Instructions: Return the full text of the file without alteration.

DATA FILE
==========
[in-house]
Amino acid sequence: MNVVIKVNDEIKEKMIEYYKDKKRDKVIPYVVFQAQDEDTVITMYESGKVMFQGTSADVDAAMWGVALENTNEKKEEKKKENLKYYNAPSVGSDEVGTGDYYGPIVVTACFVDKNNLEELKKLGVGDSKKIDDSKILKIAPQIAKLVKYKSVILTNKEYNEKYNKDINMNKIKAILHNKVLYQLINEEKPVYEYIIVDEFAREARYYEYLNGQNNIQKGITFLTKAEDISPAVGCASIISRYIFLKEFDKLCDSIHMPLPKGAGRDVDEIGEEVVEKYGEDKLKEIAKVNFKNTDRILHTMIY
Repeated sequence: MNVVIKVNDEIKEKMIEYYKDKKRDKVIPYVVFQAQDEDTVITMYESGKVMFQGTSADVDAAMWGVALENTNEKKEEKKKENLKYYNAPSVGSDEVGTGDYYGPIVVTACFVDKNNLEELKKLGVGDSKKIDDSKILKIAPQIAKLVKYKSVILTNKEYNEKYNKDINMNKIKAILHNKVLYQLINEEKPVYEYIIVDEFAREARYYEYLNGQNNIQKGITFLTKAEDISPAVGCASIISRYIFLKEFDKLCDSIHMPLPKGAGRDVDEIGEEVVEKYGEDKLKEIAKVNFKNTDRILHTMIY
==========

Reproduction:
[in-house]
Amino acid sequence: MNVVIKVNDEIKEKMIEYYKDKKRDKVIPYVVFQAQDEDTVITMYESGKVMFQGTSADVDAAMWGVALENTNEKKEEKKKENLKYYNAPSVGSDEVGTGDYYGPIVVTACFVDKNNLEELKKLGVGDSKKIDDSKILKIAPQIAKLVKYKSVILTNKEYNEKYNKDINMNKIKAILHNKVLYQLINEEKPVYEYIIVDEFAREARYYEYLNGQNNIQKGITFLTKAEDISPAVGCASIISRYIFLKEFDKLCDSIHMPLPKGAGRDVDEIGEEVVEKYGEDKLKEIAKVNFKNTDRILHTMIY
Repeated sequence: MNVVIKVNDEIKEKMIEYYKDKKRDKVIPYVVFQAQDEDTVITMYESGKVMFQGTSADVDAAMWGVALENTNEKKEEKKKENLKYYNAPSVGSDEVGTGDYYGPIVVTACFVDKNNLEELKKLGVGDSKKIDDSKILKIAPQIAKLVKYKSVILTNKEYNEKYNKDINMNKIKAILHNKVLYQLINEEKPVYEYIIVDEFAREARYYEYLNGQNNIQKGITFLTKAEDISPAVGCASIISRYIFLKEFDKLCDSIHMPLPKGAGRDVDEIGEEVVEKYGEDKLKEIAKVNFKNTDRILHTMIY